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Sat, April 16, 2011 | Rubin Report | By Barry Rubin

An Iraqi watches televised coverage of the inauguration of U.S. President Barack Obama at a cafe in the Shiite stronghold of Sadr City in Baghdad, Iraq on Tuesday, Jan. 20, 2009. (AP Photo/Karim Kadim)


Explaining the Middle East to President Obama In One Sentence

How would you explain the Middle East to President Obama in one sentence? Here’s my take:

Arabic-speaking Middle Eastern societies are stuck between tradition and modernity, barraged by decades of hate speech, extremist ideologies, scapegoating, and statism depriving people of freedom and so, as a consequence, it’s not surprising they get bitter, they cling to guns or religion or antipathy to people who aren’t like them — America, the West, Israel — and blame them for all problems.

The words in bold are from Obama’s fund-raising speech in San Francisco during the last election, applied to Americans who live in small towns and weren’t going to vote for him.

And now how would you explain to him in one sentence what he should do about the Middle East:

Your job is to protect the United States and its friends from extremism — not apologize, appease, or try to win over your enemies — and help to break this closed circle of radicalism rather than become its codependent, enabler, or — worst of all — join in with its fantasies and misunderstandings of reality.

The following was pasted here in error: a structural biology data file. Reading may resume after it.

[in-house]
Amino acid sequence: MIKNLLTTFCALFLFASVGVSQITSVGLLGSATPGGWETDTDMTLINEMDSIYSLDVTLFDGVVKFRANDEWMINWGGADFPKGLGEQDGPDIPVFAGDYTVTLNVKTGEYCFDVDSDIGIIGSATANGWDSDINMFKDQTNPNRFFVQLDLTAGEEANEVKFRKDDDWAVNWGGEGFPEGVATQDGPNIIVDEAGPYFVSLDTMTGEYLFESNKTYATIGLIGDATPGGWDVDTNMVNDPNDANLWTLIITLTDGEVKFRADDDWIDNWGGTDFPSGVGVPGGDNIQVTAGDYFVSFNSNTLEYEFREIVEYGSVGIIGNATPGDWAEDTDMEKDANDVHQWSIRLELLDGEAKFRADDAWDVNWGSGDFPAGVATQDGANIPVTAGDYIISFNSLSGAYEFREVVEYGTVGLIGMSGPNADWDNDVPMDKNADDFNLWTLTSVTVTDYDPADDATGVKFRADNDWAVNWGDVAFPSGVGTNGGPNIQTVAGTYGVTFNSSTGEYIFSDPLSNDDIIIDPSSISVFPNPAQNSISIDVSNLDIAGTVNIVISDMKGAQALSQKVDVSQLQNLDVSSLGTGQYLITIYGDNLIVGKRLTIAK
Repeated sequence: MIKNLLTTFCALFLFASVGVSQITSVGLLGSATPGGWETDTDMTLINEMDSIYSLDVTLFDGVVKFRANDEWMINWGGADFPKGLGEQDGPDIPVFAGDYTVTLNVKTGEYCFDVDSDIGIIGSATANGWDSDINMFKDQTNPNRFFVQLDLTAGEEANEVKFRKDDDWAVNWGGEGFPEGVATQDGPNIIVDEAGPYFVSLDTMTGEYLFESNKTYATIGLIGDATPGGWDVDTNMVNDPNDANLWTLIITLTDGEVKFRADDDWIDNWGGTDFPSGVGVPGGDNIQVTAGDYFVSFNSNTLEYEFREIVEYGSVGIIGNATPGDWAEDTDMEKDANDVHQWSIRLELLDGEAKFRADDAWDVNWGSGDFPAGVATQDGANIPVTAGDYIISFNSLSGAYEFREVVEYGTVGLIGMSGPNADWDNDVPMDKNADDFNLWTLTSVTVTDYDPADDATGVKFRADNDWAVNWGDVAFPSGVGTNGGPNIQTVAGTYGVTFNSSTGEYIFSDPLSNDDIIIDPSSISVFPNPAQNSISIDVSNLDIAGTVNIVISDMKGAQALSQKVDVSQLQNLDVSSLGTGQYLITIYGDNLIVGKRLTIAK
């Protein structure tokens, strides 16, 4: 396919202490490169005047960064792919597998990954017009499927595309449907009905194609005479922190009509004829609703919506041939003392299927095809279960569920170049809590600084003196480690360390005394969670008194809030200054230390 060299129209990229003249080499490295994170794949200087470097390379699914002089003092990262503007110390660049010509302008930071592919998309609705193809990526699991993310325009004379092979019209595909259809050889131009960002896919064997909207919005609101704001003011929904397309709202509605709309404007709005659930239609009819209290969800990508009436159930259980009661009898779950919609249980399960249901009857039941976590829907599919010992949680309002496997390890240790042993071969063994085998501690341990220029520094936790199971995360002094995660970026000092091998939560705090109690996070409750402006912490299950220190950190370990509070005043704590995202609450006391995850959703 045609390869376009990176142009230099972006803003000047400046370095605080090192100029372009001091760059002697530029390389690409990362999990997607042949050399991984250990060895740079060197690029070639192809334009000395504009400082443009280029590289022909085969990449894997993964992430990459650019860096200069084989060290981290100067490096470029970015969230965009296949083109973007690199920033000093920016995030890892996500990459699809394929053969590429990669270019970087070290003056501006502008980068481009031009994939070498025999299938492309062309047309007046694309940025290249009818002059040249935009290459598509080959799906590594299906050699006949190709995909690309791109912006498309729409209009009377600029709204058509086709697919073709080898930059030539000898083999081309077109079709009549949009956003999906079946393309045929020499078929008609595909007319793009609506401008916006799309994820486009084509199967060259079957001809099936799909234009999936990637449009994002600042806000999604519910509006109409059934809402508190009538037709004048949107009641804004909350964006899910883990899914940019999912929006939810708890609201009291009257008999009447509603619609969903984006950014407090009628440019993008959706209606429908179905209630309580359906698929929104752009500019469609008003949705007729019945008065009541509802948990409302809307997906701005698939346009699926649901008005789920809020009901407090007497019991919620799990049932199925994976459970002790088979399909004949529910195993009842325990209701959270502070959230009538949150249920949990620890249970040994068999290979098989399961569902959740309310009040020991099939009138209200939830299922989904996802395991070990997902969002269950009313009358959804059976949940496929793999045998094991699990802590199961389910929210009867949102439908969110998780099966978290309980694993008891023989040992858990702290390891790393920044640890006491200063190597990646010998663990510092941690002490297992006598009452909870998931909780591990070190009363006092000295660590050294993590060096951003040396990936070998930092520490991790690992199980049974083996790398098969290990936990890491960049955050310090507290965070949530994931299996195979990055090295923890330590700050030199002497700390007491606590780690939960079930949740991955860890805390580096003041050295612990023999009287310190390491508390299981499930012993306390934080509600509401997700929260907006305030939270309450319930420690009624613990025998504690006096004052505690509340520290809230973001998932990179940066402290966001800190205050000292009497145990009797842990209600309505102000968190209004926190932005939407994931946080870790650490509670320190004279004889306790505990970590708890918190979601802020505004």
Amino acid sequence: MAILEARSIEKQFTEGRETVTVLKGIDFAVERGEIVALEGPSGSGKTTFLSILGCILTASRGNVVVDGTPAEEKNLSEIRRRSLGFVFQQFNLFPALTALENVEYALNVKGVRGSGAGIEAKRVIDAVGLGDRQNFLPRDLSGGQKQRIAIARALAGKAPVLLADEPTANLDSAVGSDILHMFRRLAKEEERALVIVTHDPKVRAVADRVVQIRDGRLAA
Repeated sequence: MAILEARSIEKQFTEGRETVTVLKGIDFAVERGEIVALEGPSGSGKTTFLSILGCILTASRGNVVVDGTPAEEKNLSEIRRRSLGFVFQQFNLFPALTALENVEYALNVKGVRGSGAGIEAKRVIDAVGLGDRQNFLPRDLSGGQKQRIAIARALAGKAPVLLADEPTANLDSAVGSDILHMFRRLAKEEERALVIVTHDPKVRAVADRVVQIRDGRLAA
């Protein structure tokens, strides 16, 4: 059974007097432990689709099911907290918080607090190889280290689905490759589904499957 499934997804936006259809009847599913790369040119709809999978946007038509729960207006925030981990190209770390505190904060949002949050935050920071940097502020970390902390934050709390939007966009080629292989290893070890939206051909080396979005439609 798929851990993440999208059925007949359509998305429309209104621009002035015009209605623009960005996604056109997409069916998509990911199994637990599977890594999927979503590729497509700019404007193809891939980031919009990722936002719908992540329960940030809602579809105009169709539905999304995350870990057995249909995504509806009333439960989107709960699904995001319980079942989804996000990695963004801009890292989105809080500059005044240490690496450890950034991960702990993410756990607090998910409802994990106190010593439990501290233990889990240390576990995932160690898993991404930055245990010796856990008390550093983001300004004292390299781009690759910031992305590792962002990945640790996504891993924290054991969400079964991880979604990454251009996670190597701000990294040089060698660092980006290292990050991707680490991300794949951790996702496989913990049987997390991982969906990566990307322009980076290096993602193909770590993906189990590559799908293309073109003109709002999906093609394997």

2 Comments to “Explaining the Middle East to President Obama In One Sentence”

  1. Explaining the Middle East to President #Obama In One Sentence | #tcot #Israel

  2. avatar Elisabeth says:

    RT @CrethiPlethi: Explaining the Middle East to President #Obama In One Sentence | #tcot #Israel


Quotes and Sayings

About the Region, Islam and cultural totalitarianism...

    Despite our small numbers and lack of preparedness, we have not yet lost a single settlement…In contrast, about one hundred Arab towns and villages have been abandoned, and more than 150,000 Arabs have moved to the interior of the country or to neighboring Arab countries … To date, not one Jewish settlement, however remote, weak or isolated, has been abandoned. On the other hand, entire cities have been deserted by the Arabs. Tiberias and Haifa were simply evacuated after the first defeat, although the Arabs were not threatened with destruction or slaughter … We hope that there will soon be a free parliament in the State of Israel, based on democratic elections by all its Jewish citizens and those Arab citizens who choose to stay here.

    — David Ben-Gurion, Knesset debates, 4 may 1948

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